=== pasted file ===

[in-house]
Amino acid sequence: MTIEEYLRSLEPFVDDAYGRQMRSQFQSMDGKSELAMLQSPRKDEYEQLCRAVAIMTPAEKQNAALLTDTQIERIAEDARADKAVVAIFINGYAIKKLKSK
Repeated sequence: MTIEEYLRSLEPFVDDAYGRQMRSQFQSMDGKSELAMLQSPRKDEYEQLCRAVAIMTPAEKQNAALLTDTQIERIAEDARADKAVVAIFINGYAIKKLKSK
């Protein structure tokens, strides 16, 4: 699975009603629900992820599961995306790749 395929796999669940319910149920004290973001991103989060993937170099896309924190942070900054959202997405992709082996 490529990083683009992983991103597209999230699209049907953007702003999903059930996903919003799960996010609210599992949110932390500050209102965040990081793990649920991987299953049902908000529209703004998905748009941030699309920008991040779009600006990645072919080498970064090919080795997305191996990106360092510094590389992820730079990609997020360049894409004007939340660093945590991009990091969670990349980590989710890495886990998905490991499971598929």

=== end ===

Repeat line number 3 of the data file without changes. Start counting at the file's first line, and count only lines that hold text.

Repeated sequence: MTIEEYLRSLEPFVDDAYGRQMRSQFQSMDGKSELAMLQSPRKDEYEQLCRAVAIMTPAEKQNAALLTDTQIERIAEDARADKAVVAIFINGYAIKKLKSK